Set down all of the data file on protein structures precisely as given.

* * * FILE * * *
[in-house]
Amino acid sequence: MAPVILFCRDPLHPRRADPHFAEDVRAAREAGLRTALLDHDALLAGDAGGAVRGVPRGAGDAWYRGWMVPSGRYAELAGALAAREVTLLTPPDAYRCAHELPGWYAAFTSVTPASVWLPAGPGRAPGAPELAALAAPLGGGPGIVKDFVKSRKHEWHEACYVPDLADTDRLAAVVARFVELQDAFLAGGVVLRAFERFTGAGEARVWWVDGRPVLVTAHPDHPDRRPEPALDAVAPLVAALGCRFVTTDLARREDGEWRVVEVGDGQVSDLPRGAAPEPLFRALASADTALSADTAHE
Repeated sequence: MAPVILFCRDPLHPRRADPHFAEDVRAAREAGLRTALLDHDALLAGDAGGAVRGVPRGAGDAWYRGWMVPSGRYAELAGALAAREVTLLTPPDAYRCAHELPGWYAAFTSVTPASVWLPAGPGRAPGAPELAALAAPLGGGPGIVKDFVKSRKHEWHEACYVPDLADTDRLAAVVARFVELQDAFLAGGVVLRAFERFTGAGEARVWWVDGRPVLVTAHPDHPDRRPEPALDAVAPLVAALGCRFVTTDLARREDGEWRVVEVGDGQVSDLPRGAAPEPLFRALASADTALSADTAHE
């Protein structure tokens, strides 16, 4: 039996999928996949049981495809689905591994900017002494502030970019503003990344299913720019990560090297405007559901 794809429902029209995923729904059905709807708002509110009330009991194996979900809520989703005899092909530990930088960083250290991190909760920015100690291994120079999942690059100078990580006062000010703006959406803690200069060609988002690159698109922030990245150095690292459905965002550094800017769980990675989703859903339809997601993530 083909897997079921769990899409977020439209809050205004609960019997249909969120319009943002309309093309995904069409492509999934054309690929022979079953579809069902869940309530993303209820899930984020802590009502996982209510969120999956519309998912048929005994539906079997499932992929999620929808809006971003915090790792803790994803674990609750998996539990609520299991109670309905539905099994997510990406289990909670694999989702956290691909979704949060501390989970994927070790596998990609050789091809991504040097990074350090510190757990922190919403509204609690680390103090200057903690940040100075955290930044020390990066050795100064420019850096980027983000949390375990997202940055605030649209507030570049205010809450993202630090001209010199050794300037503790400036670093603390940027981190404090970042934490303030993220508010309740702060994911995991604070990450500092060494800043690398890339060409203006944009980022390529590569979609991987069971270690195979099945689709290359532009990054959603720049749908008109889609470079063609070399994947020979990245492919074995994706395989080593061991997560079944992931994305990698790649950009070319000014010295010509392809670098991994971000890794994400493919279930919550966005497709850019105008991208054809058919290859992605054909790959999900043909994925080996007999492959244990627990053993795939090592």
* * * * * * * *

[in-house]
Amino acid sequence: MAPVILFCRDPLHPRRADPHFAEDVRAAREAGLRTALLDHDALLAGDAGGAVRGVPRGAGDAWYRGWMVPSGRYAELAGALAAREVTLLTPPDAYRCAHELPGWYAAFTSVTPASVWLPAGPGRAPGAPELAALAAPLGGGPGIVKDFVKSRKHEWHEACYVPDLADTDRLAAVVARFVELQDAFLAGGVVLRAFERFTGAGEARVWWVDGRPVLVTAHPDHPDRRPEPALDAVAPLVAALGCRFVTTDLARREDGEWRVVEVGDGQVSDLPRGAAPEPLFRALASADTALSADTAHE
Repeated sequence: MAPVILFCRDPLHPRRADPHFAEDVRAAREAGLRTALLDHDALLAGDAGGAVRGVPRGAGDAWYRGWMVPSGRYAELAGALAAREVTLLTPPDAYRCAHELPGWYAAFTSVTPASVWLPAGPGRAPGAPELAALAAPLGGGPGIVKDFVKSRKHEWHEACYVPDLADTDRLAAVVARFVELQDAFLAGGVVLRAFERFTGAGEARVWWVDGRPVLVTAHPDHPDRRPEPALDAVAPLVAALGCRFVTTDLARREDGEWRVVEVGDGQVSDLPRGAAPEPLFRALASADTALSADTAHE
């Protein structure tokens, strides 16, 4: 039996999928996949049981495809689905591994900017002494502030970019503003990344299913720019990560090297405007559901 794809429902029209995923729904059905709807708002509110009330009991194996979900809520989703005899092909530990930088960083250290991190909760920015100690291994120079999942690059100078990580006062000010703006959406803690200069060609988002690159698109922030990245150095690292459905965002550094800017769980990675989703859903339809997601993530 083909897997079921769990899409977020439209809050205004609960019997249909969120319009943002309309093309995904069409492509999934054309690929022979079953579809069902869940309530993303209820899930984020802590009502996982209510969120999956519309998912048929005994539906079997499932992929999620929808809006971003915090790792803790994803674990609750998996539990609520299991109670309905539905099994997510990406289990909670694999989702956290691909979704949060501390989970994927070790596998990609050789091809991504040097990074350090510190757990922190919403509204609690680390103090200057903690940040100075955290930044020390990066050795100064420019850096980027983000949390375990997202940055605030649209507030570049205010809450993202630090001209010199050794300037503790400036670093603390940027981190404090970042934490303030993220508010309740702060994911995991604070990450500092060494800043690398890339060409203006944009980022390529590569979609991987069971270690195979099945689709290359532009990054959603720049749908008109889609470079063609070399994947020979990245492919074995994706395989080593061991997560079944992931994305990698790649950009070319000014010295010509392809670098991994971000890794994400493919279930919550966005497709850019105008991208054809058919290859992605054909790959999900043909994925080996007999492959244990627990053993795939090592």